Intel established several programs to engage employees in meeting the company’s CSR goals. The company’s Sustainability Action Teams—networks of employees interested in environmental sustainability who meet to develop projects and educate colleagues—have been expanded to include employees throughout the Americas, Asia, Europe, and the Middle East. These teams give employees from all parts of the business a chance to learn about environmental issues, keep current on Intel’s practices, and identify opportunities to support the company’s goals.

    Intel is also launching a new partnership with Carbonrally, a web-based activism platform that challenges users to reduce their personal carbon footprints. Participating employees will be able to make individual pledges for reduction in their work and office environments, and these efforts will help Intel meet its greenhouse gas reduction goals. To add an aspect of friendly competition to the program, Intel plans to group participating employees into regional leagues.

    Intel also realigned its existing employee volunteer programs to support employee engagement in the company’s CSR priorities. Much of the company’s support for employee volunteerism in the past had been focused on education. For example, Intel’s matching grants program used to be available only to employees who volunteered in schools. Now this program is also open to employees who support environmental nonprofits. Intel has also revamped its community giving program to include Sustainability in Action projects that support environmental solutions in the communities where Intel operates.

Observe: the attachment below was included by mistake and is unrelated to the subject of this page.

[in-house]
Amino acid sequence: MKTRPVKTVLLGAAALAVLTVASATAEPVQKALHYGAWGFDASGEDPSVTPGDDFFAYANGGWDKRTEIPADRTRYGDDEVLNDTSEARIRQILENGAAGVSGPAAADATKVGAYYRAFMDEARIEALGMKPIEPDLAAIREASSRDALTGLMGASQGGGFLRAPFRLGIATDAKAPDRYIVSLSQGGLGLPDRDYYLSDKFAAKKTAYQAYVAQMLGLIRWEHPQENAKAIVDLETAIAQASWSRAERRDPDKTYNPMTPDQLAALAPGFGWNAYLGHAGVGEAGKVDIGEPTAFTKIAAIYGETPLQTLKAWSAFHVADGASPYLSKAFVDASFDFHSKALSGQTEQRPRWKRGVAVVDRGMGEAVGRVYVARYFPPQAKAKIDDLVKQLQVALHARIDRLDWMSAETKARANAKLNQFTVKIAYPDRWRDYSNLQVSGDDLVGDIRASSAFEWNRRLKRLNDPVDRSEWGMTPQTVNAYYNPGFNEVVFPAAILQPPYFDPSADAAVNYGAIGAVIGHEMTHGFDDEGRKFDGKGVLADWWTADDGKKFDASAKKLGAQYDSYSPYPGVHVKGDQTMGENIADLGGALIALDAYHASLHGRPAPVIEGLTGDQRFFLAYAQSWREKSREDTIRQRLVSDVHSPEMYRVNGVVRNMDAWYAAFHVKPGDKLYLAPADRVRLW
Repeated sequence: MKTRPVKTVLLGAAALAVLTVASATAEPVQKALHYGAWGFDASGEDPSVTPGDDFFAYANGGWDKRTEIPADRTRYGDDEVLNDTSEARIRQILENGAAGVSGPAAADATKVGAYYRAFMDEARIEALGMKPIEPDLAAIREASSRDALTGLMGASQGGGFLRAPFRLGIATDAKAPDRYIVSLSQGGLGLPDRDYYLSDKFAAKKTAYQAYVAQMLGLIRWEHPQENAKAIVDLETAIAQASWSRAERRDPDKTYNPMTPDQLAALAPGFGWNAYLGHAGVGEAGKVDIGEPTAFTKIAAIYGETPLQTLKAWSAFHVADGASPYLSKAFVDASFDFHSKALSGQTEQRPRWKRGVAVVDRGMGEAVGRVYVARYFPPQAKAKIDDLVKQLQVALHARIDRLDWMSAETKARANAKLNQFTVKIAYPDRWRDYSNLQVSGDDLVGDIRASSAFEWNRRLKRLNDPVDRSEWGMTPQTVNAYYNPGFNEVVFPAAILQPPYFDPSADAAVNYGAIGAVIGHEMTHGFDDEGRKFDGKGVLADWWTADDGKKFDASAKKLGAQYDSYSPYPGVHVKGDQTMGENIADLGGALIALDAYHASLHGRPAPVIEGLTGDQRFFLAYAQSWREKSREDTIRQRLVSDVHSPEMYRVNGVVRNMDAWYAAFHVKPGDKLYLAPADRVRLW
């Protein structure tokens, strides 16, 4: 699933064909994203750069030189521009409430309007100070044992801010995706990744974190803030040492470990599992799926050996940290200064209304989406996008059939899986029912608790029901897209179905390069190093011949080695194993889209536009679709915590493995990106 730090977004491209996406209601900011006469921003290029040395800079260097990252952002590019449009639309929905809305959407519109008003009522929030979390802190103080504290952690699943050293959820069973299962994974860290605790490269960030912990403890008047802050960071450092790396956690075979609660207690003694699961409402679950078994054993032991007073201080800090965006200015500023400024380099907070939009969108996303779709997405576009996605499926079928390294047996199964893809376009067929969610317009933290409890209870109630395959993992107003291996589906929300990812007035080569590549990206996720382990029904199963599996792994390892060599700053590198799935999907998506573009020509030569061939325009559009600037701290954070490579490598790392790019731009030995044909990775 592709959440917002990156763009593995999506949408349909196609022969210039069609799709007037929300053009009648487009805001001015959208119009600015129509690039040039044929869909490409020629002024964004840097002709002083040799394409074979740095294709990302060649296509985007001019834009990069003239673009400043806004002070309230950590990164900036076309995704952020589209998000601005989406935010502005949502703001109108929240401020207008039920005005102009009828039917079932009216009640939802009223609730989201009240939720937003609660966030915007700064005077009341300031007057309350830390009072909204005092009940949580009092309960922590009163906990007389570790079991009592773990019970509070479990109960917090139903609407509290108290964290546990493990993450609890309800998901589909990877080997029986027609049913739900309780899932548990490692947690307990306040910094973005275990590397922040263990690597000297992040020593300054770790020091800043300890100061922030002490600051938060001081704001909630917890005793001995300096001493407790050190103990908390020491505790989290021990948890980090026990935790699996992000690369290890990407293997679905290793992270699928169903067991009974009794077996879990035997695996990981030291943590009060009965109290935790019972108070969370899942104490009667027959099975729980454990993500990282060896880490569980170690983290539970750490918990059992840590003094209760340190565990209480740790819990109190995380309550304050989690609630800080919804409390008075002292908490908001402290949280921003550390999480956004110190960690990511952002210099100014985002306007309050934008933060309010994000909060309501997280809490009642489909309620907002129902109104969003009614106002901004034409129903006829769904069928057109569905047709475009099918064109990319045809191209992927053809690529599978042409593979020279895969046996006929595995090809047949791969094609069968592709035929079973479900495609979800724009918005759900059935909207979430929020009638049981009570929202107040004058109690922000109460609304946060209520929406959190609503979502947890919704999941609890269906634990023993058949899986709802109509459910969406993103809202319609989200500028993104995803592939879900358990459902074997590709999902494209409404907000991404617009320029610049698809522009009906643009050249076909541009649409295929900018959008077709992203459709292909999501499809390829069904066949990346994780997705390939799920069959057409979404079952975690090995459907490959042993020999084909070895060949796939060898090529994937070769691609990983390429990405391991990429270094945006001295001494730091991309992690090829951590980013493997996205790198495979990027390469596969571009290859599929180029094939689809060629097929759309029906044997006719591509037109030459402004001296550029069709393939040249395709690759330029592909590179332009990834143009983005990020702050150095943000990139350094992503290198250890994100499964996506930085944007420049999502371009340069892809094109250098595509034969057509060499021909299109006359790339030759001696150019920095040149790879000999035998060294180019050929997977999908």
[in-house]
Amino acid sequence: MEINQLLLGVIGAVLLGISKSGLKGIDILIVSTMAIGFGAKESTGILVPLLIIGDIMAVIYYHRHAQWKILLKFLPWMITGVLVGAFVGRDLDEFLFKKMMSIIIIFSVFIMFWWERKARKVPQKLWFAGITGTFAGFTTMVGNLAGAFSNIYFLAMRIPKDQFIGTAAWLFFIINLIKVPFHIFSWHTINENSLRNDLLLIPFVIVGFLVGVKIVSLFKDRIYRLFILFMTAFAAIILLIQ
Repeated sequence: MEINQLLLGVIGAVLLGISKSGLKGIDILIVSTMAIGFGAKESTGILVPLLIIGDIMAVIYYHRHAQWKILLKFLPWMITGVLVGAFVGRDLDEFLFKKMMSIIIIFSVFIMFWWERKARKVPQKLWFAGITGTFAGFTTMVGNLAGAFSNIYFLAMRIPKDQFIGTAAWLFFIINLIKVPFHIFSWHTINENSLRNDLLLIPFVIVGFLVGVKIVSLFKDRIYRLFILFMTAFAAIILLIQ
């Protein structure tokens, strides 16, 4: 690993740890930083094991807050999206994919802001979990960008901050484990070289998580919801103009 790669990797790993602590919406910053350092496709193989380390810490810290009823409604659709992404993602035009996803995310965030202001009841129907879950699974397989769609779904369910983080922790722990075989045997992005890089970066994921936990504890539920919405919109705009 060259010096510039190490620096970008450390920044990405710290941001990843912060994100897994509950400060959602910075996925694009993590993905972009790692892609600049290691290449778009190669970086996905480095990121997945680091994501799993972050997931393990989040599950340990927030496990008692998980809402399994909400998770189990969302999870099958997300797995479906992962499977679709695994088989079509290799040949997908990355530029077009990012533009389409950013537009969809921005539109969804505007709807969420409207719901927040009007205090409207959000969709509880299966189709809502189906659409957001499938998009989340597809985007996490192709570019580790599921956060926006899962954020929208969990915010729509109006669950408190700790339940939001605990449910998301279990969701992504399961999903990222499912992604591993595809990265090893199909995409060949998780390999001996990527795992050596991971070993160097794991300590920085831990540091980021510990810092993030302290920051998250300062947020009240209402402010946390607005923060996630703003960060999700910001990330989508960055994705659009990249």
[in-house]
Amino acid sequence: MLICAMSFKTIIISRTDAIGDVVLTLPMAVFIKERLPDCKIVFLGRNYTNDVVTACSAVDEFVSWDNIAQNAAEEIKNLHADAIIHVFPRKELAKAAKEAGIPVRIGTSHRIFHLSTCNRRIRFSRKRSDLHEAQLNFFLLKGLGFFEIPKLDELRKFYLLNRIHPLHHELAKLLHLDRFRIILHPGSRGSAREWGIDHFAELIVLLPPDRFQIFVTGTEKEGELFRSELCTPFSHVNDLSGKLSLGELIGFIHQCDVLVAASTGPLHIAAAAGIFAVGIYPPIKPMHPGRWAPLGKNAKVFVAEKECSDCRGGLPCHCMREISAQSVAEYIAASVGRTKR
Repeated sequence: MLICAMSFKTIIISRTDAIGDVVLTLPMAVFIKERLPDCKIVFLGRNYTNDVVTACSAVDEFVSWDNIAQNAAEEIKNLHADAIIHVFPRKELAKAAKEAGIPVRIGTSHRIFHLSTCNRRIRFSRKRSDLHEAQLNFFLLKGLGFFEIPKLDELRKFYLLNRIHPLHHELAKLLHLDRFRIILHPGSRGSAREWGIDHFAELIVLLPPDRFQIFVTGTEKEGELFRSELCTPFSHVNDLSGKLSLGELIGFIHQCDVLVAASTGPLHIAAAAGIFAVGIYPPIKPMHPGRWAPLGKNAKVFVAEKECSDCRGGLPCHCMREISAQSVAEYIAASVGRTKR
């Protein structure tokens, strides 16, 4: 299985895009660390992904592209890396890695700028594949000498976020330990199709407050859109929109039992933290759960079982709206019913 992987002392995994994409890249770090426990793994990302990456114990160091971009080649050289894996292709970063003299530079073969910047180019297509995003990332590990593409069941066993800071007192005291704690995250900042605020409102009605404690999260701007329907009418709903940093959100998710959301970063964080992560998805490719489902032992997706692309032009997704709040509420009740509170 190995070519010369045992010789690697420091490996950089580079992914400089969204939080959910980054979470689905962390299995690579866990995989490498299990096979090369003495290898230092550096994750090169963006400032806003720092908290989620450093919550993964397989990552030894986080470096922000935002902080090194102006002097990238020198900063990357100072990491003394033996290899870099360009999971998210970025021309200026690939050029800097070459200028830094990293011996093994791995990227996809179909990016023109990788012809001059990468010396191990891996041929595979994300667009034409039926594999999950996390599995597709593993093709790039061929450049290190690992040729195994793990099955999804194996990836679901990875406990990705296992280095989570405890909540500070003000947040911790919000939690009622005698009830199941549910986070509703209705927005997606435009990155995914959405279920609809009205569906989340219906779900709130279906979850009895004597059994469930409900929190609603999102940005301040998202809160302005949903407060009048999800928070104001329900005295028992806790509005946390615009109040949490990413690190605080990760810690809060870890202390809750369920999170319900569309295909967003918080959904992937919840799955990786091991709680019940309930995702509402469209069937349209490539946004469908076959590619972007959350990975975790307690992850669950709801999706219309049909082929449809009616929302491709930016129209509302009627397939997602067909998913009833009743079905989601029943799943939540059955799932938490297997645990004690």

3. Setting Goals and Aligning Incentives

    For engagement programs to be most effective, employees need to understand not only how they can participate but also why they are participating and what kind of impact they’re having. Setting goals for engagement and giving employees incentives for participation (and rewards for accomplishment) can provide the needed motivation for engagement—and can help the company reach its sustainability targets more easily.

    In order to encourage companywide support for improved environmental performance, Intel has tied a component of every employee's variable compensation to the company’s environmental performance. Intel employees can also win nonfinancial awards for community volunteering and outstanding achievements in environmental, energy-conservation, and pollution-prevention programs and performance.

    As Intel has developed new programs to encourage engagement, the company has integrated goal-setting and incentives for participation. For example, to encourage employees to engage with each other through the new environmental portal, contributors to the blog and discussion forum are rewarded with a reusable shopping bag. Through the Carbonrally program, employees will be setting their own goals for carbon footprint reduction. And Intel has set a new goal that 30 percent of total employee volunteer hours be focused on environmental sustainability by 2015.

Already, Intel has begun to see the payoff from its improved engagement efforts. In addition to the popular use of the Green.Intel intranet portal, applications for environmental excellence awards for employees has risen by 15 percent in the last year. Intel expects that its next organizational health survey will show increased levels of employee pride and satisfaction with their work, which are good indicators for employee retention. The company also believes that programs like Carbonrally will lead to increased energy efficiency and decreased costs.

It may seem like a distraction in these times of financial instability to focus on employees’ passion for sustainability, but efforts toward employee engagement will strengthen a company’s employee base—which will be a crucial element in recovering from the recession. And maintaining employee loyalty and high productivity will help companies position themselves for success as the economy revives.